10 September 1999

Crown rust risk in grassland

CROWN rust is an increasing concern in grassland this year because of recent hot, wet weather.

Poor grazing management has also increased disease risk, says BGS consultant Paul Bird.

"Not applying nitrogen in August may lead to poor-quality, slow-growing grass – ideal conditions for the fungus to develop."

Regular nitrogen applications lead to rapidly growing grass, which is less prone to crown rust.

But there are ways of controlling crown rust in grass, says Wilts-based grass seed specialist Mark Gillingham.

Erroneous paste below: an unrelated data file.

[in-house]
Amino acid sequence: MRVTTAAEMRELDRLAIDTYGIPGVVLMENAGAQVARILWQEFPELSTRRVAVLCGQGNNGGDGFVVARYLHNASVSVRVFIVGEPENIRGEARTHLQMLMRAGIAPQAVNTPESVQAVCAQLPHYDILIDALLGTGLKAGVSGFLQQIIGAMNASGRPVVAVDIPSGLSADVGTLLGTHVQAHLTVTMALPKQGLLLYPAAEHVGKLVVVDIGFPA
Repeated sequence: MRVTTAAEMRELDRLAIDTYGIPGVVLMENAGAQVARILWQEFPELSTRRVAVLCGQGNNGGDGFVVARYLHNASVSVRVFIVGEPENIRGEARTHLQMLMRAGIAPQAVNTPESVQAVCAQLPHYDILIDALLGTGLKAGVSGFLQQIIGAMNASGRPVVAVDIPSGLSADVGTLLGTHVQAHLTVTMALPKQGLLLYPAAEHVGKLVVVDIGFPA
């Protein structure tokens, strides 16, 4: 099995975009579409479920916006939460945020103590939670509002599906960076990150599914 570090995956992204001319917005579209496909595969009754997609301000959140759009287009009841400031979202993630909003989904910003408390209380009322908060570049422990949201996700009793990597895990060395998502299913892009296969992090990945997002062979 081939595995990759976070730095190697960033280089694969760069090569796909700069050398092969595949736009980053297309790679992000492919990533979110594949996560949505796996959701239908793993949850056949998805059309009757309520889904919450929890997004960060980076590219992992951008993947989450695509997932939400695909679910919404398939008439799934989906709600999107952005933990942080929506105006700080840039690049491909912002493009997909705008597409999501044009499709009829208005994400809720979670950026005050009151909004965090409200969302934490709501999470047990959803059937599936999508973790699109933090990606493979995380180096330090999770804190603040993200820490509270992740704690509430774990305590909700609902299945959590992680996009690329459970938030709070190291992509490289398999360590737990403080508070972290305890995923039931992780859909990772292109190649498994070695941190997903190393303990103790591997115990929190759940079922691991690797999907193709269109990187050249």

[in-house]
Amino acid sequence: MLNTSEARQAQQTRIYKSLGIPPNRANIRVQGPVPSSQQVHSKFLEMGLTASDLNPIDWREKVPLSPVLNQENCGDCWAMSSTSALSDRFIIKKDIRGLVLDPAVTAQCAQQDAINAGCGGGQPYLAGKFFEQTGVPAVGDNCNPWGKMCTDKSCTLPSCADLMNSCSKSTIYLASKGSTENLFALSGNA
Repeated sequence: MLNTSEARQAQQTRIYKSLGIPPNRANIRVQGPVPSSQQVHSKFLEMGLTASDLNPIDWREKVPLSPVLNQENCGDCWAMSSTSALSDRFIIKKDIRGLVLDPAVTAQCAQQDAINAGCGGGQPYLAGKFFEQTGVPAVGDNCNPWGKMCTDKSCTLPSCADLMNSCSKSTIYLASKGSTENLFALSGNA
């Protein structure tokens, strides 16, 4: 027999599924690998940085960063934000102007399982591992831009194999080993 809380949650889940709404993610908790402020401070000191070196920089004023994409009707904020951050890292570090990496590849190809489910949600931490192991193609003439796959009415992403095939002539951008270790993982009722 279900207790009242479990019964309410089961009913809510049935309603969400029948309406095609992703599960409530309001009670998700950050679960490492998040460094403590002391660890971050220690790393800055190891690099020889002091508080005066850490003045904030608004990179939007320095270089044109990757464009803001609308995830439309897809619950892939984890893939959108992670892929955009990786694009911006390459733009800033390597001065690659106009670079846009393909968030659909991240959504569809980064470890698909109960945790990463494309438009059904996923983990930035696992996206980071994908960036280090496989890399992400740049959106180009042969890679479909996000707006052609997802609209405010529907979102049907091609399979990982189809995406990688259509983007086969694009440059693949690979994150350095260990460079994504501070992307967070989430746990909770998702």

"When grass has a high population of crown rust lesions, animals will turn their noses up at it. This means the problem becomes worse as grass grows longer and so is more difficult to graze off."

Mr Bird says that when boots glow orange after walking through infected grassland, the advice is to get grass off the field by grazing as much as possible, then top it or take a silage cut and fertilise to ensure grass grows away well.

Mr Gillingham says cutting and removing the material by silaging can work. "But the economics of spraying with a fungicide to control crown rust in autumn are dubious because grass value is low.

For producers looking at grass mixes for new leys or re-seeds, ensure some varieties in the mix score well on the NIAB list for crown rust resistance, he adds. &#42